Last Updated on December 4, 2014 by Paulette Brown-Hinds
We did not create the current justice system nor was it seeking justice for Blacks, women, or the poor in this country at the time it became the law of the land. It was built on biases and stereotypes that are culturally tied to those in charge with discretion that many of us do not understand until we are caught up in it.
Many were surprised by the actions of the county prosecutor and how he used the Grand Jury to present the case for police officer Darren Wilson instead of the victim Michael Brown the young Black teenager. However many in the Black community knew the outcome before the jury rendered its verdict.
The local NAACP is taking a long march from the place of the killing to the state capitol in hopes of bringing attention to the issue of police officers killing unarmed Black citizens in America. They are also hoping to get a law enacted for police to wear body cameras when interacting with the public.
While this would be nice, I remember Mayor Tom Bradley saying, “I know what I saw” when talking about the police beating of Rodney King on video after a jury acquitted the officers using the video. People see what they want to see and ignore facts because they know the majority of the public will not be impacted by their decisions. We are going to have to remove this automatic legal protection of police officers that we have established in America. More cases must be brought to public trial in order to establish any kind of trust in our community and police must prove themselves trustworthy of our respect.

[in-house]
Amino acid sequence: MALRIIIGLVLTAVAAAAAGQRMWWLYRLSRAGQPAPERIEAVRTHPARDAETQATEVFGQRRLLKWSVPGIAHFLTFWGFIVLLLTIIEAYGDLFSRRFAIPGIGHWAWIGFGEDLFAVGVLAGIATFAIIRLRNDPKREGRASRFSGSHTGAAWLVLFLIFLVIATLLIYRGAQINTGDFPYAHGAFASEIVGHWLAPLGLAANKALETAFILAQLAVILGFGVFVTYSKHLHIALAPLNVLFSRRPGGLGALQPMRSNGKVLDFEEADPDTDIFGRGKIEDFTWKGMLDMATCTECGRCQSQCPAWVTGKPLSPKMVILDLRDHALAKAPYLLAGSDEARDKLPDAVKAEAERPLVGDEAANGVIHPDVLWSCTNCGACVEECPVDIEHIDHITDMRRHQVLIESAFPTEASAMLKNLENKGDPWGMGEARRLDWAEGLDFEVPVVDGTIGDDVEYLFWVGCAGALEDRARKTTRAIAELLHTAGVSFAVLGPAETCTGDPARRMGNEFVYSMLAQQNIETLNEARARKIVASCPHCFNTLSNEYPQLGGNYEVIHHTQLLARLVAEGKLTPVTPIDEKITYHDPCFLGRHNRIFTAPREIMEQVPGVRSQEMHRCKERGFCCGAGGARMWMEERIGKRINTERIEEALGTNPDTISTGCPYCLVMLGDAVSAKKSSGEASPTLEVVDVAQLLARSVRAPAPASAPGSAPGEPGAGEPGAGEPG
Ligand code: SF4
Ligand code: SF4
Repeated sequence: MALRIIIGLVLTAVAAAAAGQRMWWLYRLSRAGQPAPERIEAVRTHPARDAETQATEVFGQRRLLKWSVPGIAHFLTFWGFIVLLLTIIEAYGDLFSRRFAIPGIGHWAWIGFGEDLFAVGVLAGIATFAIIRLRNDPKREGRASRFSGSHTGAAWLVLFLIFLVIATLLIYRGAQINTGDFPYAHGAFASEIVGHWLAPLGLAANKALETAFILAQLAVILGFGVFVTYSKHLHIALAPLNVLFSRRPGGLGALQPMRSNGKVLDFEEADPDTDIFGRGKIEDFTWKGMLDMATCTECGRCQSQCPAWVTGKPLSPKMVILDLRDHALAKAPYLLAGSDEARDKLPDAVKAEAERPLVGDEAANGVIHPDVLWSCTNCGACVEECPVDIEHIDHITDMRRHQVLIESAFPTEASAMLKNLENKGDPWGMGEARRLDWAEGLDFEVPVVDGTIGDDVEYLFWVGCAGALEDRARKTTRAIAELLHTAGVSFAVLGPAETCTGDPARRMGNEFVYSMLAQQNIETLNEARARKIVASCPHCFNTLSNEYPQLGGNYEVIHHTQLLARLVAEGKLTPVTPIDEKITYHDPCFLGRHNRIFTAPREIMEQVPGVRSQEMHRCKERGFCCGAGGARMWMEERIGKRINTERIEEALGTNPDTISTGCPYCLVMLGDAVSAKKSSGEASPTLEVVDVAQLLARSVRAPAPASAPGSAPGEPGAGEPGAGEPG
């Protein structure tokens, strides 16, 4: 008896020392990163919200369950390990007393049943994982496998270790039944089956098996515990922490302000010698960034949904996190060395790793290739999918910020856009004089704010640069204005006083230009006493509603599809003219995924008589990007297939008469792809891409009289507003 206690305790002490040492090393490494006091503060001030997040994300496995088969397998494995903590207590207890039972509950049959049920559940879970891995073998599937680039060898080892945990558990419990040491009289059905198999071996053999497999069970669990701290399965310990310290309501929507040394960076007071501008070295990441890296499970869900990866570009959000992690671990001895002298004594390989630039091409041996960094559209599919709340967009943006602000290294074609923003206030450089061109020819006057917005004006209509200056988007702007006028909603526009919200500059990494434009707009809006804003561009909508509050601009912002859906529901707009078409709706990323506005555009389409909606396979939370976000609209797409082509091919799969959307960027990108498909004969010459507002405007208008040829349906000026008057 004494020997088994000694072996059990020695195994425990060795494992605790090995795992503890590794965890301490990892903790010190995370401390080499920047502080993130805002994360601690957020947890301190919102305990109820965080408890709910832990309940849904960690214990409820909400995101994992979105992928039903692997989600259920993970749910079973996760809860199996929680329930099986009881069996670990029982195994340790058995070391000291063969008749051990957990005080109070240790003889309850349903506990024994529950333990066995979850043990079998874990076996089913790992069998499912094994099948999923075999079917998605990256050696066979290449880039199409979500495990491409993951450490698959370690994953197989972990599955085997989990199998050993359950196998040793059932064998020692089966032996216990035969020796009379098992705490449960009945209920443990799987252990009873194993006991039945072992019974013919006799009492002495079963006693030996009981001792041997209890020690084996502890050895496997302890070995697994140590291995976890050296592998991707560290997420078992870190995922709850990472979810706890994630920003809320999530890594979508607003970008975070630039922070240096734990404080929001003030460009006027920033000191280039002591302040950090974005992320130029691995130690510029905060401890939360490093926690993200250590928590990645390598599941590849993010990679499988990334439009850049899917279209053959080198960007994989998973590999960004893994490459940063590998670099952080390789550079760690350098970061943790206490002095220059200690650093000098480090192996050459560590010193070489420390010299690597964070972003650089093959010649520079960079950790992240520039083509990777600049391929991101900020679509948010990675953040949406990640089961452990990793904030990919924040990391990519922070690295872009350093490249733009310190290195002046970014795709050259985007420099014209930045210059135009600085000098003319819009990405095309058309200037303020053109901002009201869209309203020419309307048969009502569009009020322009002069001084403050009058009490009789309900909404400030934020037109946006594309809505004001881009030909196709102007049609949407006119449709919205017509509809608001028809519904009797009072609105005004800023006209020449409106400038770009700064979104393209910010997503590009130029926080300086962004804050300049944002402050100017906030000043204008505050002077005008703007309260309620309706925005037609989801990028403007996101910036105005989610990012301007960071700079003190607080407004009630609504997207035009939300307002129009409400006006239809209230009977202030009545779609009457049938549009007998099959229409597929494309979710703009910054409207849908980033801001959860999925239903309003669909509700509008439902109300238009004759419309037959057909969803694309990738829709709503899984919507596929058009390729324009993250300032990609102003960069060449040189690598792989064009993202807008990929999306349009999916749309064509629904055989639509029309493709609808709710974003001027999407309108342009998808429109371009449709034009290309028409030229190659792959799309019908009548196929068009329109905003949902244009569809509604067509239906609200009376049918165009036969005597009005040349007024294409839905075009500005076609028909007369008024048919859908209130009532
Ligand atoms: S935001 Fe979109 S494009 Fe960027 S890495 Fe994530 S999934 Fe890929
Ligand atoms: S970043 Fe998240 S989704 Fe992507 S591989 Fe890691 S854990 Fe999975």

Now Ferguson’s city government is attempting to correct some of the obvious things that have come out into the national spotlight. How does a city where 70% of the population is African American have only one serving on the city council and three Black police officers?
They have accepted the resignation of Officer Wilson while implementing a plan to increase the diversity of the police force by offering financial incentives for officers to live in the city and organizing a police cadet program in schools.
There are many cities like Ferguson all over America and some right here in the Inland Empire. For example, San Bernardino has only 22 Blacks and 62 Hispanics on the force and 18 who live in the city out of a staff of over 200 officers.
On the fire department, there are only four firefighters living in the city with six Blacks and 19 Hispanics on a staff of 120, where Whites make up less than 25% of the population.
Currently there are two Latinos and one African American on the San Bernardino City Council. I say currently because there was a time there were no Blacks or Latinos represented on the city council and a time when only two Blacks served at the same time. Voters must keep this in mind and seek good people to run for office while having a city charter that gives those elected the authority to manage once elected.
To all elected officials, the time to act is before a crisis or like I say in the newspaper business “make friends before you need them.” You never know when a Ferguson issue might happen in your community.
And remember many Black and Latino citizens do not view the justice system as their friend or being there for them. We have a lot of work to do to change that perception.
Hardy L. Brown is Publisher Emeritus of the Black Voice News.